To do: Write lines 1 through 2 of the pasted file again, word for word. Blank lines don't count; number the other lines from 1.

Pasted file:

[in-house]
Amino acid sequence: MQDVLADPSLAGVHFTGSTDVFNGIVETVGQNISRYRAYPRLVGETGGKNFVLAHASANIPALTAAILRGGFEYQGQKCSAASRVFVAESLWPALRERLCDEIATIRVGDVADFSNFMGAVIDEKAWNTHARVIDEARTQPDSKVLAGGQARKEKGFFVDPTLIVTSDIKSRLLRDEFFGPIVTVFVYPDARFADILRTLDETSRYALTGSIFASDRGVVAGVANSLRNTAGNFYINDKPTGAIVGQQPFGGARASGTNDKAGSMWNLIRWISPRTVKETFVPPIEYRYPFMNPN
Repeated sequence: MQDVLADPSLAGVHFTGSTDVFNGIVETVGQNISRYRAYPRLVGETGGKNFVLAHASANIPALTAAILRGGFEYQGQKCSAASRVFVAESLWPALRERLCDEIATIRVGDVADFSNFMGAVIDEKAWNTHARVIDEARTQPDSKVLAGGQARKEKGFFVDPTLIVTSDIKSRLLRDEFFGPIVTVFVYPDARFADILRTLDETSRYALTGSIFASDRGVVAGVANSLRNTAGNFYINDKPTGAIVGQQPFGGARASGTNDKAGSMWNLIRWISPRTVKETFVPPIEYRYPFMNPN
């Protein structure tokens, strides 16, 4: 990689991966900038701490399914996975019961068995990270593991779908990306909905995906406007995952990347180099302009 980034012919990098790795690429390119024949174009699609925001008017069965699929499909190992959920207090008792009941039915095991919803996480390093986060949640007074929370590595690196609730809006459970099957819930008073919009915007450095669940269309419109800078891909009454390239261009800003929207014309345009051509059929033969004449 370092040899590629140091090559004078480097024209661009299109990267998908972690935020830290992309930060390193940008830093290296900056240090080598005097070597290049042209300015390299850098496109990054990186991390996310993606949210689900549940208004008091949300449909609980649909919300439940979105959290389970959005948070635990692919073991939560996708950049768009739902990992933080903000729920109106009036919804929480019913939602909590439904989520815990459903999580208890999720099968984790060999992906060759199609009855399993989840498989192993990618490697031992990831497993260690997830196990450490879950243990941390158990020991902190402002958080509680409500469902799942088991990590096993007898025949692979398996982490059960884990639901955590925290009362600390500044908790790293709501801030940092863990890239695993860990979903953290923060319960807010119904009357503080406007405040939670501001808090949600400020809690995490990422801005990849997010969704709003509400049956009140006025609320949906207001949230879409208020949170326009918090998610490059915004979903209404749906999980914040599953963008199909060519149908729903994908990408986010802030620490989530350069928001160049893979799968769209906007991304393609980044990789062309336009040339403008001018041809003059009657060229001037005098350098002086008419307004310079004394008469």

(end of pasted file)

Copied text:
[in-house]
Amino acid sequence: MQDVLADPSLAGVHFTGSTDVFNGIVETVGQNISRYRAYPRLVGETGGKNFVLAHASANIPALTAAILRGGFEYQGQKCSAASRVFVAESLWPALRERLCDEIATIRVGDVADFSNFMGAVIDEKAWNTHARVIDEARTQPDSKVLAGGQARKEKGFFVDPTLIVTSDIKSRLLRDEFFGPIVTVFVYPDARFADILRTLDETSRYALTGSIFASDRGVVAGVANSLRNTAGNFYINDKPTGAIVGQQPFGGARASGTNDKAGSMWNLIRWISPRTVKETFVPPIEYRYPFMNPN